AUSTIN, Texas -- Charlie Strong has a master's degree in education, but like any head coach with 35 years on his resume, he is an expert in chemistry. What gnawed at Strong during his first two years of trying to excavate Texas from the muck of mediocrity is that he had to go downstairs to the locker room to find his players.
It wasn't the flight of stairs that bothered him. Strong, 56, awakens at 4 a.m. every morning to jog. He has the physical presence of a man 20 years younger. What bothered Strong was the players' lounge, or as he calls it, "the game room," right down the hall from his office.
The lounge looked as if it belonged in a business titan's vacation home. The lounge was a man cave of dark wood, cushy chairs, high-top tables and two big flat-screens hovering above eye level. In the middle sat a pool table with burnt orange felt. What the game room didn't have was bodies. It looked emptier than Perry-Castaneda Library on Saturday night.
"You walked in there, and it was always clean," Strong said. "You're like, 'God almighty! We don't even use this thing.'"
If the Longhorns return to glory in their third season under Strong, it will be because the 30-man freshman class, with players like guard Patrick Hudson, receiver Devin Duvernay, and especially quarterback Shane Buechele, have the maturity to match their athletic skill. It will be because the players who sat home during last bowl season came back in January with the desire never to do that again.
But don't forget about the pingpong table.
The transition from Mack Brown to Strong was rocky, which explains why only three seniors are expected to start this season. The difference in attitude between Strong's first two teams and this one is stark.
"I don't have to say, 'Hey, listen, tomorrow I'd like for some of you guys to be over (here), doing something,'" Strong said. "They show up now." Players used to come over to the football building, get their snack and go back to their dorm room. Strong, the defensive coordinator on Florida's two most recent national championship teams, knew a lack of chemistry when he saw it.
So in June, Strong began serving lunch to the players in the lounge. He also had the lounge upgraded, adding a pingpong table, a second pool table, a foosball table, an air hockey table and even an old-school arcade game. The change came almost overnight.
"The place is always packed," Strong said. "Even in the afternoons, they're in there. They're always in there. They're always in there. They're sitting around, and it's such a big deal. They're interacting! They're shooting pool. They're waiting on a pool table. 'Hey, Coach! I'm the best pingpong player EVER!' 'OK, whatever. You can't beat so-and-so.'"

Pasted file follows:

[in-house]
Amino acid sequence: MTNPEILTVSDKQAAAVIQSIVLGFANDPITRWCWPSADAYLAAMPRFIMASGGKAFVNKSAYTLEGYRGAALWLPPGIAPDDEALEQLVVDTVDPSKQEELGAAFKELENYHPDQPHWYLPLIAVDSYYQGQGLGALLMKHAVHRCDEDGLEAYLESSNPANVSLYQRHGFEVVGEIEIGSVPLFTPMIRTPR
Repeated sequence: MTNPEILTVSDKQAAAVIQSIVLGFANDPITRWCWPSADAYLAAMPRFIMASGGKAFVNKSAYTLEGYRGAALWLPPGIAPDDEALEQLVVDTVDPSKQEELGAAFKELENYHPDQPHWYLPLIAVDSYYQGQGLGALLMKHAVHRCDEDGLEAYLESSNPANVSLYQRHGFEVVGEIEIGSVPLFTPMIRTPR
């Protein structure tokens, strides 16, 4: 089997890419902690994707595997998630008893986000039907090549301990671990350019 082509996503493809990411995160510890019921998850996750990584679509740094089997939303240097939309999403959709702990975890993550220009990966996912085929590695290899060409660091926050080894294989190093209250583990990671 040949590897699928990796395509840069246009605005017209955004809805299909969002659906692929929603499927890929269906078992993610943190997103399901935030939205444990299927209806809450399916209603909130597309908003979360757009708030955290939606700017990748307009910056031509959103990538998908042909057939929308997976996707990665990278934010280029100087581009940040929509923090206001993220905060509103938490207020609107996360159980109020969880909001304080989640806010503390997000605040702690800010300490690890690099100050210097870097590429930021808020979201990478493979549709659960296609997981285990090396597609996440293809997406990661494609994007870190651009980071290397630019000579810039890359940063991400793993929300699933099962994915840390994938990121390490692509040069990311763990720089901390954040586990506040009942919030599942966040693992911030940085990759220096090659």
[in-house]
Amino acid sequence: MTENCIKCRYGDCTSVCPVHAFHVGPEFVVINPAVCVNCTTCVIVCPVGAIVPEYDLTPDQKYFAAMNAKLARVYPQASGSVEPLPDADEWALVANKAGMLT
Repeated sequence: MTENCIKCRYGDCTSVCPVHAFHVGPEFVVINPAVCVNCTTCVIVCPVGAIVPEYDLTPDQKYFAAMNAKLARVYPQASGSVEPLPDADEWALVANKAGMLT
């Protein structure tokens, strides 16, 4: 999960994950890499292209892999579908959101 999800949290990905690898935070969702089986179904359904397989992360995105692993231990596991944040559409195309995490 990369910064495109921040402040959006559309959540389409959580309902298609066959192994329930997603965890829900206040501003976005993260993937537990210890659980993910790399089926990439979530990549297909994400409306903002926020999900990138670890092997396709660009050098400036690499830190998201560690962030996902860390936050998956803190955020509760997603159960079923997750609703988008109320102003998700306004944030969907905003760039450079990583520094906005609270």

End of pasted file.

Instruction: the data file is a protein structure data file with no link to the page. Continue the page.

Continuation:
When August practice began, that so-and-so might have been Buechele, undefeated at pingpong since the table arrived in June. Junior defensive end Naashon Hughes has been seen taking down Strong at the billiards table.
"The players' lounge used to be a spot where people would go and take naps. People would go and relax," senior safety Dylan Haines said. "And now we've added all these different games and stuff. It just provides more areas for competition for the players, and it gets us all in there and all involved with talking to one another."
"You see a team coming together, which we had never had happen before," Strong said.
When players want to be in the football building, it means they want to be around football. That sounds simplistic to the point of idiocy. Until it's missing. When senior offensive tackle Kent Perkins began taking his bench-press test this summer, his teammates gathered. As Perkins continued past 20 reps, past 30 reps of the 225-pound bar, his test became a team event.
"He was going for rep 35, 36, 37, 38, 39," defensive line coach Brick Haley said, "and you could just feel the energy in the room. Everybody is into their teammate and not into themselves."
"You see guys doing extra where they've never done it before," Strong said. "Or you ask a guy to do something, and it's not like, 'Why do we have to do that, Coach? We've never done it before.' You don't hear that now. If you walk over (to the football facility), they'll be watching video, or they'll be outside on the field throwing, just doing things they've never done before."
On Friday, Strong sat down for a Big 12 Digital Network interview. In the middle of it, defensive end Breckyn Hager burst into the room. Strong, with bemusement, halted the interview.
"I beat Shane!" Hager said. "I'm the first one to beat Shane!"
"You beat him? How bad?"
"I will be down there," Strong said, unable to control his laughter. "Why are you sweating?"
"Cause I've been trying. This means a lot to me!" Hager said.
Exit Hager. "That was breaking news," Strong said, still laughing.
For Texas to contend for its first Big 12 championship in seven years, the Longhorns will need the fortune of good health. They will need freshmen and sophomores to beat juniors and seniors.
Strong is too smart to promise anything. He trusts improvement. Improve, and success will follow. Already he has seen attitudes improve. The Longhorns held their first scrimmage on Saturday. It was also their first day of two-a-days. When they returned to the field Saturday night, they retained the enthusiasm they brought to the scrimmage.
"Sometimes you feel like there's been a change," Strong said. "You feel it, and you see it. That's what you see now with the team. You see it."
You see the Longhorns' chemistry formed in the heat and grind of sweaty August competition. And that's just in the air-conditioned comfort of the players' lounge, the room a few steps down the hall from the head coach's office.
Max Olson contributed to this story.